18 février 2017

Sharovipteryx


Un reptile qui avait des ailes sur ses pattes... postérieures? Incroyable! C'est pourtant vrai:

Sharovipteryx, from the Mid Triassic of Kyrgyzstan had the oddest "wings" of any fossil reptile, stuck to its hind limbs. This unique delta-winged creature glided effortlessly between the trees of its forest home. It was a design that would never again reappear in nature.

(...) The animal is known from only one specimen, or the holotype, the specimen upon which the species description is based. It is an articulated skeleton, quite complete and well-preserved so it is somewhat easy to produce a confident bodily reconstruction of the creature.

This fossil shows a 25-centimeter animal, very thin and narrowly built with a small, 1.9-centimeter skull. The teeth were spaced widely apart in the animal's jaws. It had wide, five-toed feet and lengthy legs in proportion to its body. Skin impressions from the holotype show it was covered in overlapping, lizard-like scales. The characteristic hind leg "wing" membrane is made of skin, with no scale cover.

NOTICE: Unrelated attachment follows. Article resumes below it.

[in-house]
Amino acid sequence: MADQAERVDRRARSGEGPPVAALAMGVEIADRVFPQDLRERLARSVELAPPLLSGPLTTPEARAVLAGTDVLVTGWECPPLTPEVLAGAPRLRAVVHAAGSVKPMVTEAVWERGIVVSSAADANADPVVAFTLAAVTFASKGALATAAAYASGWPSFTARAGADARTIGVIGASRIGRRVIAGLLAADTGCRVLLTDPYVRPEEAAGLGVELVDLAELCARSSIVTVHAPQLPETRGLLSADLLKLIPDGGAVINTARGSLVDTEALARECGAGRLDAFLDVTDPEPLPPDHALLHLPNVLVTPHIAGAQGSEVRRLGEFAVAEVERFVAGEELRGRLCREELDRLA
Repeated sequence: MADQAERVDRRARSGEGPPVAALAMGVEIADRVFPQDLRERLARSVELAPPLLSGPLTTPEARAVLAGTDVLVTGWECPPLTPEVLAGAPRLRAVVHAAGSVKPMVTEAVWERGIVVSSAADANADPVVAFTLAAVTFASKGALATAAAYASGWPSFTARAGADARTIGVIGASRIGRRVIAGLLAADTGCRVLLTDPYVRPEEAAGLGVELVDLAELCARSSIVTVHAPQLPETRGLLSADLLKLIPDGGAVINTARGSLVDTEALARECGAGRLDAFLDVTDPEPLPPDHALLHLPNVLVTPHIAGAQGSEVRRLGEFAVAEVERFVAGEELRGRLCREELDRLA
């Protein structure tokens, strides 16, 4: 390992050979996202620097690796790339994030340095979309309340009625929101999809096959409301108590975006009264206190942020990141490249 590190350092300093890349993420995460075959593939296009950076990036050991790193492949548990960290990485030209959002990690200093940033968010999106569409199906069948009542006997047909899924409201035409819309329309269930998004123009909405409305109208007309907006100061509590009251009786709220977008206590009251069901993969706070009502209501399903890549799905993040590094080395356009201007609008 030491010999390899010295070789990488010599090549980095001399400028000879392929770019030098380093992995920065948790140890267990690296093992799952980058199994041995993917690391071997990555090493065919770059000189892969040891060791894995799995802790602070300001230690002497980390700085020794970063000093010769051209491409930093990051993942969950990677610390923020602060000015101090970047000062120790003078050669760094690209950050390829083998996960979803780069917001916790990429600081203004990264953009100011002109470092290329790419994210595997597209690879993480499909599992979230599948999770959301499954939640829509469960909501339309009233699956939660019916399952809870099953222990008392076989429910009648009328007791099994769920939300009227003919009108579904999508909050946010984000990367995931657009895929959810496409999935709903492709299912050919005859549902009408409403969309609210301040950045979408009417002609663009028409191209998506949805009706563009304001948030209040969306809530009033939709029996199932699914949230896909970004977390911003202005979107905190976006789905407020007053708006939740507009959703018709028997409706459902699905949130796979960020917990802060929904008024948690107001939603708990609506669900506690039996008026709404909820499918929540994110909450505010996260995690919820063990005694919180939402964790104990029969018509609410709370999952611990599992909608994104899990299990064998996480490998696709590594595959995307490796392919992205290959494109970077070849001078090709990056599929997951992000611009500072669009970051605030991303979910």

(...) Sharovipteryx's "wing" membrane must have been unique not because it was such a one-off but because of the anatomy of the creature itself and the time during which it lived. According to Mark Witton, it is not that the gliding mechanism was inefficient. Instead, to develop this wing configuration, he believes that the animal's ancestors had to start out as climbers with enormously elongated back legs that splayed out to the sides. From here it was just a matter of leaping from tree to tree, just like any other gliding arboreal animal, either living or extinct. That is, an animal with the same configuration as Sharovipteryx, or possibly a relative or ancestor.

A long-legged biped without this kind of leg rotation could never develop this system. The protorosaurs themselves never made it past the Triassic, hence the end of this odd gliding system. According to Witton, the long-legged Sharovipteryx was not just an evolutionary oddball but also a member of an evolutionary line that would prove to be unlucky.



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